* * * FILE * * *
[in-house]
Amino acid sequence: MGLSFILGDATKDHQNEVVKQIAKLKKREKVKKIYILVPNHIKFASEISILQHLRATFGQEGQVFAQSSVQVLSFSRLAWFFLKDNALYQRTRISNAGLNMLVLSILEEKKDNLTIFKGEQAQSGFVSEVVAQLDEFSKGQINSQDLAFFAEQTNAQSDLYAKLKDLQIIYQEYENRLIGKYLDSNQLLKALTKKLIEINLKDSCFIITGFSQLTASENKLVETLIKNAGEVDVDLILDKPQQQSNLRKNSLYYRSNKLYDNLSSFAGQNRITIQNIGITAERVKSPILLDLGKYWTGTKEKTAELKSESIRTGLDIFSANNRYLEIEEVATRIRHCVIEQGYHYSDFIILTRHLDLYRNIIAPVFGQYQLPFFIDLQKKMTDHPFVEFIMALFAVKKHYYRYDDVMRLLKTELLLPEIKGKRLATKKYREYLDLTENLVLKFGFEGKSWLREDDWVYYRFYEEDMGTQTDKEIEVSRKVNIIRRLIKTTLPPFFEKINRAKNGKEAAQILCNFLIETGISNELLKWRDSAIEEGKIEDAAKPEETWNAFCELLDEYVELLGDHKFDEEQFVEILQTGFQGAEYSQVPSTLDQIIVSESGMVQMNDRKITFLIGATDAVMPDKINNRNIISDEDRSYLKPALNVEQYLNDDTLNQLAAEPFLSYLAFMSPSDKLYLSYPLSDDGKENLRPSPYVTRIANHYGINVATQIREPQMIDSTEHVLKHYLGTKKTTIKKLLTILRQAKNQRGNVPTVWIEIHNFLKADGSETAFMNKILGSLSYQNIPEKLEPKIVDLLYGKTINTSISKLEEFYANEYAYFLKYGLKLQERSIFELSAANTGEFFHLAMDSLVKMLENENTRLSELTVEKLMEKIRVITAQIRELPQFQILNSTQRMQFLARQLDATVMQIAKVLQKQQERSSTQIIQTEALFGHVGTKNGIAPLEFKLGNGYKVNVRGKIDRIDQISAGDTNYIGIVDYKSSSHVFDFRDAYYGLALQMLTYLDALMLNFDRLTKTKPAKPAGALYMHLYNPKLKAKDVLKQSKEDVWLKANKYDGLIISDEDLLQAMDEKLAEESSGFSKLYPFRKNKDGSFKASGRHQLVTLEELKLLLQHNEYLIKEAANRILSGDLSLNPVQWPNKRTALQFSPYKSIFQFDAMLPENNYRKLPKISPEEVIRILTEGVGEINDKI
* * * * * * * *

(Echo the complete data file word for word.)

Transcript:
[in-house]
Amino acid sequence: MGLSFILGDATKDHQNEVVKQIAKLKKREKVKKIYILVPNHIKFASEISILQHLRATFGQEGQVFAQSSVQVLSFSRLAWFFLKDNALYQRTRISNAGLNMLVLSILEEKKDNLTIFKGEQAQSGFVSEVVAQLDEFSKGQINSQDLAFFAEQTNAQSDLYAKLKDLQIIYQEYENRLIGKYLDSNQLLKALTKKLIEINLKDSCFIITGFSQLTASENKLVETLIKNAGEVDVDLILDKPQQQSNLRKNSLYYRSNKLYDNLSSFAGQNRITIQNIGITAERVKSPILLDLGKYWTGTKEKTAELKSESIRTGLDIFSANNRYLEIEEVATRIRHCVIEQGYHYSDFIILTRHLDLYRNIIAPVFGQYQLPFFIDLQKKMTDHPFVEFIMALFAVKKHYYRYDDVMRLLKTELLLPEIKGKRLATKKYREYLDLTENLVLKFGFEGKSWLREDDWVYYRFYEEDMGTQTDKEIEVSRKVNIIRRLIKTTLPPFFEKINRAKNGKEAAQILCNFLIETGISNELLKWRDSAIEEGKIEDAAKPEETWNAFCELLDEYVELLGDHKFDEEQFVEILQTGFQGAEYSQVPSTLDQIIVSESGMVQMNDRKITFLIGATDAVMPDKINNRNIISDEDRSYLKPALNVEQYLNDDTLNQLAAEPFLSYLAFMSPSDKLYLSYPLSDDGKENLRPSPYVTRIANHYGINVATQIREPQMIDSTEHVLKHYLGTKKTTIKKLLTILRQAKNQRGNVPTVWIEIHNFLKADGSETAFMNKILGSLSYQNIPEKLEPKIVDLLYGKTINTSISKLEEFYANEYAYFLKYGLKLQERSIFELSAANTGEFFHLAMDSLVKMLENENTRLSELTVEKLMEKIRVITAQIRELPQFQILNSTQRMQFLARQLDATVMQIAKVLQKQQERSSTQIIQTEALFGHVGTKNGIAPLEFKLGNGYKVNVRGKIDRIDQISAGDTNYIGIVDYKSSSHVFDFRDAYYGLALQMLTYLDALMLNFDRLTKTKPAKPAGALYMHLYNPKLKAKDVLKQSKEDVWLKANKYDGLIISDEDLLQAMDEKLAEESSGFSKLYPFRKNKDGSFKASGRHQLVTLEELKLLLQHNEYLIKEAANRILSGDLSLNPVQWPNKRTALQFSPYKSIFQFDAMLPENNYRKLPKISPEEVIRILTEGVGEINDKI